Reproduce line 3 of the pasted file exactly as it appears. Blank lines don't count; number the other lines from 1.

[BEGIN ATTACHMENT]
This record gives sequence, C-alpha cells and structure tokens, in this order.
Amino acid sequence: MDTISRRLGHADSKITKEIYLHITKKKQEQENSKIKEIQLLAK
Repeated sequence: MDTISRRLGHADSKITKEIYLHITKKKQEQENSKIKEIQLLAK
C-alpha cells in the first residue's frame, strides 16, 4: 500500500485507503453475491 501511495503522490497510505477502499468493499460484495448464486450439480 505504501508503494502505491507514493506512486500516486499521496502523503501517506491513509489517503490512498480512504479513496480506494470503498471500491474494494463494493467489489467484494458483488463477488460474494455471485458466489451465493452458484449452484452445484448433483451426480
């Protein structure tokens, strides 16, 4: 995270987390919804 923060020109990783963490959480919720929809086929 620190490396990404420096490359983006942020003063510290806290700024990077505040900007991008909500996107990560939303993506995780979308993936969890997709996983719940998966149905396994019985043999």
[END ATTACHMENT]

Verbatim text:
Repeated sequence: MDTISRRLGHADSKITKEIYLHITKKKQEQENSKIKEIQLLAK